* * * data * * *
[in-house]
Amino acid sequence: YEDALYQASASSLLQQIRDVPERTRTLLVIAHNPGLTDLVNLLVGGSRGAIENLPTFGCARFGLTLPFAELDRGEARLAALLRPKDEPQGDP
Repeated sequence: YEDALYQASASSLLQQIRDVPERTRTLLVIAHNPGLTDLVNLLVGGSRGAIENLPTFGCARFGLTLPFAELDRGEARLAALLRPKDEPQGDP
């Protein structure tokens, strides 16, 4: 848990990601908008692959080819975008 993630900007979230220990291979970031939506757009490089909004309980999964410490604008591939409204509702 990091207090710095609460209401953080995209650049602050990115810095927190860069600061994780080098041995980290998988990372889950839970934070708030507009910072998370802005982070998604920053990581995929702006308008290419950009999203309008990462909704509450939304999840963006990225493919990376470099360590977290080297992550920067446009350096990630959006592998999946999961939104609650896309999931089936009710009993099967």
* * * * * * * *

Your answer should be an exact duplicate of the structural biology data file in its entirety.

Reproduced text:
[in-house]
Amino acid sequence: YEDALYQASASSLLQQIRDVPERTRTLLVIAHNPGLTDLVNLLVGGSRGAIENLPTFGCARFGLTLPFAELDRGEARLAALLRPKDEPQGDP
Repeated sequence: YEDALYQASASSLLQQIRDVPERTRTLLVIAHNPGLTDLVNLLVGGSRGAIENLPTFGCARFGLTLPFAELDRGEARLAALLRPKDEPQGDP
């Protein structure tokens, strides 16, 4: 848990990601908008692959080819975008 993630900007979230220990291979970031939506757009490089909004309980999964410490604008591939409204509702 990091207090710095609460209401953080995209650049602050990115810095927190860069600061994780080098041995980290998988990372889950839970934070708030507009910072998370802005982070998604920053990581995929702006308008290419950009999203309008990462909704509450939304999840963006990225493919990376470099360590977290080297992550920067446009350096990630959006592998999946999961939104609650896309999931089936009710009993099967």